Last Thursday, Ireland said it would join an international agreement that sets taxes on profits for multinational corporations at a minimum rate of 15 percent. It is a major shift for the country in terms of tax laws. The country has the European headquarters of many large US pharmaceutical and tech companies including Google, Apple, and Facebook.
Statistically, the increase from the current rate of 12.5 percent to 15 percent might not be large by itself but signing an Inclusive Framework Agreement with Organization for Economic Cooperation and Development (OECD) is actually a two-pillar plan aimed at helping end tax avoidance and making international tax rules fairer and more transparent. The agreement was outlined in July.
The OECD estimates that a 15 percent tax rate would generate some $150 billion in global tax revenue annually and it would help to stabilize the international tax system. Ireland signed the deal ahead of a Friday meeting at the OECD. It was one of 140 countries signing the agreement.
With this agreement, global companies would have to pay taxes in countries where their products or services are sold even if they don’t have a physical presence there. Incidentally, it will apply to multinational companies with revenues above €750 million. However, for companies with less revenue than the benchmark, the current rate of 12.5 percent would continue to remain in effect in Ireland.
In the past decades, Ireland has served as a tax shelter for many large tech companies due to its comparatively low corporate tax rate. Over the years, multinational firms all over the world have typically created Irish subsidiaries of their companies that license their intellectual property on which the subsidiary pays royalties. According to the American Chamber of Commerce Ireland, it is estimated that as many as more than 800 US companies have operations in Ireland. These companies employ about 180,000 people.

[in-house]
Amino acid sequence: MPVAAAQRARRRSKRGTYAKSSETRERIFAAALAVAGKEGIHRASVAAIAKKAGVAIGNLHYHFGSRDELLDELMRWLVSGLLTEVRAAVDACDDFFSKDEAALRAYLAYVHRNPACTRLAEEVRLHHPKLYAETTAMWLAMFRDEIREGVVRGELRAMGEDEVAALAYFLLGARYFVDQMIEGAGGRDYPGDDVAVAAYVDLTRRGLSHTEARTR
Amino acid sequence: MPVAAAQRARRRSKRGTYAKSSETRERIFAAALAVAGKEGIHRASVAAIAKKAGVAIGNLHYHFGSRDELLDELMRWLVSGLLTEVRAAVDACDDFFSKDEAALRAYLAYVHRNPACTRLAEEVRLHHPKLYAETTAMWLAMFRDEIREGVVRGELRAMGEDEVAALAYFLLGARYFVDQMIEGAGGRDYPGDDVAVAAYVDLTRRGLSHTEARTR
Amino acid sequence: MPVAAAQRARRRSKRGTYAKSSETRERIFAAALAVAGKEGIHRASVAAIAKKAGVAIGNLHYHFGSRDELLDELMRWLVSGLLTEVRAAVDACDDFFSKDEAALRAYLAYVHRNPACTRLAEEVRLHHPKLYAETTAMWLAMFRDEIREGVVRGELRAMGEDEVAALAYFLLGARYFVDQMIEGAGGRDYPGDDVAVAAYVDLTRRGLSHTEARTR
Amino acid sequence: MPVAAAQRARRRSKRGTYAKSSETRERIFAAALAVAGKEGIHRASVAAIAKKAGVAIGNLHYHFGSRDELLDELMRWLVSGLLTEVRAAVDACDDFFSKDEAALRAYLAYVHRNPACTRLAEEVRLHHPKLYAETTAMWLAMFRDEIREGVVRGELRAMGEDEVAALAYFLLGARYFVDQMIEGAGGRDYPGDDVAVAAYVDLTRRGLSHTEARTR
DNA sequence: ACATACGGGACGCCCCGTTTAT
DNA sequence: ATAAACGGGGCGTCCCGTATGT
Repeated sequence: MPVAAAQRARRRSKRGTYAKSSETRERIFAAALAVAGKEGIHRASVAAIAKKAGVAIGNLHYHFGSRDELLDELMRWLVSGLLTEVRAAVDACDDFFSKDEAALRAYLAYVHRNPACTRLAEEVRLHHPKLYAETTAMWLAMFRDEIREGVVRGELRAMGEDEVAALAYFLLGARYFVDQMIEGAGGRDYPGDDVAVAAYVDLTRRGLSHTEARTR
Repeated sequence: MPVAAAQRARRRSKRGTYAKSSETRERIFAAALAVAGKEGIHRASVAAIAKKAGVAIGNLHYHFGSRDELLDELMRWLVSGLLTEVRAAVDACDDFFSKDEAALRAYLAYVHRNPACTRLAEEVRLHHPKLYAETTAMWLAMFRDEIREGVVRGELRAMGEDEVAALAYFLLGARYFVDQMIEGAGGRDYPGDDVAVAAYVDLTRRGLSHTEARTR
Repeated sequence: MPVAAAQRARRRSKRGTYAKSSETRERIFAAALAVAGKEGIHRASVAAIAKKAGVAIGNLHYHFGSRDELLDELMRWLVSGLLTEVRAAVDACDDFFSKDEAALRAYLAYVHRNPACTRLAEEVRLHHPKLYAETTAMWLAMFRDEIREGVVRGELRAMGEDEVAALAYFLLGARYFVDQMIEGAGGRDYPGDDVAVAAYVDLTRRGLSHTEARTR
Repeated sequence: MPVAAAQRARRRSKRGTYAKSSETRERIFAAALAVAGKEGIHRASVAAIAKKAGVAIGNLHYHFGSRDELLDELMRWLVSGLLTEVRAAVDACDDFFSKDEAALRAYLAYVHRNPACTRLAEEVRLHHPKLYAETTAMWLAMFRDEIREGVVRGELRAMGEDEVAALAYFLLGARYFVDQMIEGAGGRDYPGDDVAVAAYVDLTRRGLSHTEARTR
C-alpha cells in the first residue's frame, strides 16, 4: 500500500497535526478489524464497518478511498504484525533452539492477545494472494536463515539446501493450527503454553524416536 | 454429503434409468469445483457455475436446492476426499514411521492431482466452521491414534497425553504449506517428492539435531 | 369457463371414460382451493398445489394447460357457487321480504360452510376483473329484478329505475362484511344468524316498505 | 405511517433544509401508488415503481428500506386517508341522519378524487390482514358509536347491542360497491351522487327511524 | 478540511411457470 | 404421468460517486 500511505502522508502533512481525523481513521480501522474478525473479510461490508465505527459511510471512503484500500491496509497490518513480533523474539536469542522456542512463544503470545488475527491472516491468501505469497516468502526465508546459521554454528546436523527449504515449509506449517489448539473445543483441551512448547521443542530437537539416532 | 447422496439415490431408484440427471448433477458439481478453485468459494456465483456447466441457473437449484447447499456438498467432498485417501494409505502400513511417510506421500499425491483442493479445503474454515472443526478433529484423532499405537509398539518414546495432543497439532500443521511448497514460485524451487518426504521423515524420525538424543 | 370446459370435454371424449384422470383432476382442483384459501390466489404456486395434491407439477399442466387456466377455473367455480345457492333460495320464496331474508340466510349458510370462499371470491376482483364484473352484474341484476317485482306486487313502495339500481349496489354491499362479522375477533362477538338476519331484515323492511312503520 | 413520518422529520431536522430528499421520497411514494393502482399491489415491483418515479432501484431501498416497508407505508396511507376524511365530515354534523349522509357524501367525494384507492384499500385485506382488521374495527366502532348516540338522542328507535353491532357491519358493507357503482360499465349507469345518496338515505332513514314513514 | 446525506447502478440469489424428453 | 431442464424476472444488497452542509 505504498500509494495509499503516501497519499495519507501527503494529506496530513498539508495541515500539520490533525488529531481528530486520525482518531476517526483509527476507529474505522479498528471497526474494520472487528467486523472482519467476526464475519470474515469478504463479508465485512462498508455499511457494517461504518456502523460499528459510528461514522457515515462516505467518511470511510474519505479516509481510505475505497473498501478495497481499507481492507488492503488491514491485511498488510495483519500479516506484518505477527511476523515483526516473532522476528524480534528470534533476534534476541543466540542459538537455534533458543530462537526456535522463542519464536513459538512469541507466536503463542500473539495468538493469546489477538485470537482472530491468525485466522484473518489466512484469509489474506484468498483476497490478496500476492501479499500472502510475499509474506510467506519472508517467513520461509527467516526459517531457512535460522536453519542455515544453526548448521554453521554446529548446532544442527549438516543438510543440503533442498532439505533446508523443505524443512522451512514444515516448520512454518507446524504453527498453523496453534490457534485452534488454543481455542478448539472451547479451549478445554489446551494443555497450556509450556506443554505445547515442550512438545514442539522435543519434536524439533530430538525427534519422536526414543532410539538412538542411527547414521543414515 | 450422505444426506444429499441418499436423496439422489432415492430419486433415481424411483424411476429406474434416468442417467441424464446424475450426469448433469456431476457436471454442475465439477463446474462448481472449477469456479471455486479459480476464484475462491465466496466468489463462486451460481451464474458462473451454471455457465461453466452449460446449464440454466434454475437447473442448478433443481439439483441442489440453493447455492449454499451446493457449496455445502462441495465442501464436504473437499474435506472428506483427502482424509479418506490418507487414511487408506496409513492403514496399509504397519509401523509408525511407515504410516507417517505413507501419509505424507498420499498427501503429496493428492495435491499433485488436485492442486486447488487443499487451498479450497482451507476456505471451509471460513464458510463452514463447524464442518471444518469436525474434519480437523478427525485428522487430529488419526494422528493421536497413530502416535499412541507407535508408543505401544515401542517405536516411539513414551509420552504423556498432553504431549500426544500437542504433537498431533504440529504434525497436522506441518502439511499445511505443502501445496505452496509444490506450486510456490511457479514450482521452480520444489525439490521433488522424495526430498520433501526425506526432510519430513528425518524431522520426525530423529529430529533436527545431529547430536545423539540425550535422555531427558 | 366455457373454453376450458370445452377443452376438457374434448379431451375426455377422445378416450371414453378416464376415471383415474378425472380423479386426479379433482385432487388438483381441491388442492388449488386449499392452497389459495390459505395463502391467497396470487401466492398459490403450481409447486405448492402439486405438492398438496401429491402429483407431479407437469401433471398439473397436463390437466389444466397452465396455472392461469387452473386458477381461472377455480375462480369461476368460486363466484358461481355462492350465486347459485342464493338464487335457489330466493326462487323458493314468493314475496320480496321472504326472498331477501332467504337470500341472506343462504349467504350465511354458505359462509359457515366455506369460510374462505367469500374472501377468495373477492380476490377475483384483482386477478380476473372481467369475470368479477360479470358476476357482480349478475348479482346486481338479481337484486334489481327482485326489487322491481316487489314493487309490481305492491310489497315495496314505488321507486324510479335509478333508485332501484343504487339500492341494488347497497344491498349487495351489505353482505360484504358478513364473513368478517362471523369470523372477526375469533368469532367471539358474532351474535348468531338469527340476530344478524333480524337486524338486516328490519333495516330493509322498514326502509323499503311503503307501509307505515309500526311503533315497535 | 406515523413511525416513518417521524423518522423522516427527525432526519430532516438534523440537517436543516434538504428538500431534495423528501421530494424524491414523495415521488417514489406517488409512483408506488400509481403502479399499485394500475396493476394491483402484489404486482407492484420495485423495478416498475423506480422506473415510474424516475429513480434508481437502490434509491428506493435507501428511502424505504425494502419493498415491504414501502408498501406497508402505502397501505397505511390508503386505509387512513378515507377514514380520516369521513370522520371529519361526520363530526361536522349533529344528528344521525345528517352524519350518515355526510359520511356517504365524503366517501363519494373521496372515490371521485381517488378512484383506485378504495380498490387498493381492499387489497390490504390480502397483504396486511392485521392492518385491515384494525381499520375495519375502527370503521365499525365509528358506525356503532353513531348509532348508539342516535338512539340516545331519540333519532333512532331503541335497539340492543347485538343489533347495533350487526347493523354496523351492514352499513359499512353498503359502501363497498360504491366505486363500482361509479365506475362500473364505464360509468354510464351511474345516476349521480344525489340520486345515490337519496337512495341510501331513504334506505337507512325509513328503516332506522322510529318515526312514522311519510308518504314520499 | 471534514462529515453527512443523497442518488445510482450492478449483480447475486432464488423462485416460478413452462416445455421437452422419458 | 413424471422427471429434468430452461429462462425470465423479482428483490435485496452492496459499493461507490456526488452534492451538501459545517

Apple’s first Ireland based plan was established in 1980. It now employs around 6,000 people on its campus in the city of Cork. Similarly, Facebook established its international headquarters in Dublin in 2008, and in 2003, Google announced its European headquarters would be in Ireland.
In a statement, Irish finance minister Paschal Donohoe said that the agreement will “address the tax challenges of digitalization.” Donohoe said he believes companies will still choose to locate their headquarters in Ireland. He said “I am confident that Ireland will remain competitive into the future, and we will remain an attractive location and ‘best in class’ when multi-nationals look to investment locations. “These multinational enterprises support our economy with high value jobs, and at the same time, Ireland provides a stable platform and a long proven track record of success for MNEs choosing to invest here.”
The OECD agreement provisions can be expected to take effect from 2023 onwards.